Active Stretches are exercises where the horse is encouraged – via bait, such as a carrot – to stretch as far as his abilities allow. He may increase the stretch or go beyond of what he thought he could do, but will never overstretch beyond the abilities of his soft tissue, such as muscles and ligaments. Therefore, active stretching – where the horse determines the amount of stretch – is a ‘no harm’, riskless and fun way to get your horse into that nimble state we so much desire.

What are passive stretches?

Passive Stretches are exercises where the horse’s handler determines the amount of stretch and the horse passively goes along. We have all seen publications where horses’ limbs are stretched out at a 90˚ angle to the front… The temptation to see our horse perform these types of exercises is great. We need to remember, however, that these passive  types of stretches can easily be overdone and cause damage to soft tissue such as muscle fibers or ligaments, if performed on cold muscles or on an overly compliant horse, who will not express his discomfort. These types of stretches are best performed persons who have received hands-on training and have obtained the necessary background knowledge (contraindications, anatomy, etc.) in order to do no harm.

How to Perform Basic Carrot Stretches

The principle is easy: You hold out the bait and the horse reaches for it. A carrot is the preferred bait, since it’s long and will save you a finger or two, if a misunderstanding arises regarding the exact measurement of the bait…  To be completely on the safe side, you may want to wear gloves and use a disposable cup cover to protect your hand, if needed. (You know, the type you get at the fast food place, simply stick carrot through straw hole…)

What is the purpose: The purpose of the bait stretches is to encourage your horse to move through his full range of motion in the direction that you are setting in the respective exercise. This means, that your horse experiences his full range of motion, how far he actually can move his neck around, for example, without exerting force or creating resistance, which is often the case when we use tack to encourage the horse to bend. Horses, just as humans, often never use their full range of motion for anything. Doing so re-educates the body and mind, lets muscles relax and releases long-standing tension. And, just as in humans (we are all made of the same stuff…), the more frequently you perform these stretches, the more nimble your horse will be.

Basic Carrot Stretch Exercises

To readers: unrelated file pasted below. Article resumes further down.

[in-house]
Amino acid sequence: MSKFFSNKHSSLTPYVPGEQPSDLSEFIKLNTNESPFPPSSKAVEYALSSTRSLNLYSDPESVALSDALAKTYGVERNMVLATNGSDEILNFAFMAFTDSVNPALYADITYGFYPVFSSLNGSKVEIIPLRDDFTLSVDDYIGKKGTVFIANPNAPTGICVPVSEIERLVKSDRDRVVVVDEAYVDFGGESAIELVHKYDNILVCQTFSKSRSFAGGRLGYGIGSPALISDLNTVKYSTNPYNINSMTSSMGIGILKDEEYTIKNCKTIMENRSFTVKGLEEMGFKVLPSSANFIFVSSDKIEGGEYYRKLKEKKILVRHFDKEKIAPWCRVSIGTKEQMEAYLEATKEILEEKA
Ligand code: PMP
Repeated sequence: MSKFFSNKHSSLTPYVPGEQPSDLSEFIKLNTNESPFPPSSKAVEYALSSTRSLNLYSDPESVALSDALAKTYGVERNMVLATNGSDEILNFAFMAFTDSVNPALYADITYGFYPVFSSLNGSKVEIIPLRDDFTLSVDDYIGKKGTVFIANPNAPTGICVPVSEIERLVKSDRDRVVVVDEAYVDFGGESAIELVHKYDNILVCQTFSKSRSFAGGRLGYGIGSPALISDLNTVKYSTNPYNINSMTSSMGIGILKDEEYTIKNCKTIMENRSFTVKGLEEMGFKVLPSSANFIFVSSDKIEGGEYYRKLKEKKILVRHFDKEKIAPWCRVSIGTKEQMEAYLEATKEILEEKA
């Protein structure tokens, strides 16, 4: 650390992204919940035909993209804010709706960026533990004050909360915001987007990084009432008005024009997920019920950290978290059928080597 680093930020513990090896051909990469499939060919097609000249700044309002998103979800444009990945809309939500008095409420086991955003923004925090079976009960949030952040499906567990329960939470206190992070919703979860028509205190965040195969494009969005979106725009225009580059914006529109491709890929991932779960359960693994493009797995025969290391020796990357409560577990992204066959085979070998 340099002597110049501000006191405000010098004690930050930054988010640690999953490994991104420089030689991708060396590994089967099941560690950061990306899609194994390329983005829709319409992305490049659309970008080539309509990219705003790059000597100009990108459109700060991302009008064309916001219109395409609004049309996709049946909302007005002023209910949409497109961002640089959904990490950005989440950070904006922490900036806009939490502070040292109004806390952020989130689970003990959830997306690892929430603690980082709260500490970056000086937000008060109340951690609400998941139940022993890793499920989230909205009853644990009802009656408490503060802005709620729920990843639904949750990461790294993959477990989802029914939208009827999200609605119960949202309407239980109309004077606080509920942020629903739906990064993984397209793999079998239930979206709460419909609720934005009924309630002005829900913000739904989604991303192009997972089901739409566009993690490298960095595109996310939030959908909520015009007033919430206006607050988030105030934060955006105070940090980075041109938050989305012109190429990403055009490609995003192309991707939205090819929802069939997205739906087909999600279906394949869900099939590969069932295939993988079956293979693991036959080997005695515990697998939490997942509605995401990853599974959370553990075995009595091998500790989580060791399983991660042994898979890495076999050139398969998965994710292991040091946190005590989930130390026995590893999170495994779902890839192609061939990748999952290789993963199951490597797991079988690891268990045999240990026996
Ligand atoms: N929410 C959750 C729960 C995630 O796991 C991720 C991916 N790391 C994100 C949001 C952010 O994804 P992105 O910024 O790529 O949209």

1. To the shoulder/elbow

Benefits: Loosens up head/neck and neck/shoulder  junctions, increases flexibility in vertebrae of the neck by loosening up surrounding muscles

2. To the hip around you

carrot stretch with horse
To the hip around handler

Benefits: Loosens up neck/shoulder junction, increases flexibility in vertebrae of the neck by loosening up surrounding muscles, stretches the bracchiocephalicus muscle and thus aids in developing range of motion in the front limb, good stretch for rib cage and shoulder

3. To the girth line

carrot stretch with horse
To the girth line

Benefits: Opens/releases head neck junction, nice stretch for ligaments of the top line

4. To the front down

carrot stretch with horse
To the front down

Benefites: Stretches/releases tension in ligaments of the top line

5. To the outside of the front hoof

carrot stretch with horse
To the outside of the front hoof

Benefits: nice stretch for shoulder and neck

There are quite a few more you may incorporate into your daily routine.

When Should You Perform Carrot Stretches with Your Horse?

Personally, I like to perform carrot stretches as a routine right after grooming. I feel that this is an added ‘quality time’ that adds value to our rewarding and happy grooming routine. You can do these stretches on cold or warm muscles, no harm will be done, as the horse determines the amount of stretch.

Stall-bound horses in rehab can also benefit. Check with your vet to be sure your horse is ready for these types of exercises!

What if I don’t like to feed my horses ‘treats’?

It is understandable, that some of us may prefer not to feed our horse treats for training reasons. On the other hand, a ‘food reward’ has been proven to be a highly motivating factor in horse behavior. If you manage to set the rules straight (e. g. : You only get the carrot after the correct stretch, no treats outside of exercises!) your horse will be intelligent enough to understand it. Consistency is the key.

I’d be interested to hear about your experiences with carrot stretches. Please do drop me a line to or comment below.

Enjoy your horse!

Stefanie Reinhold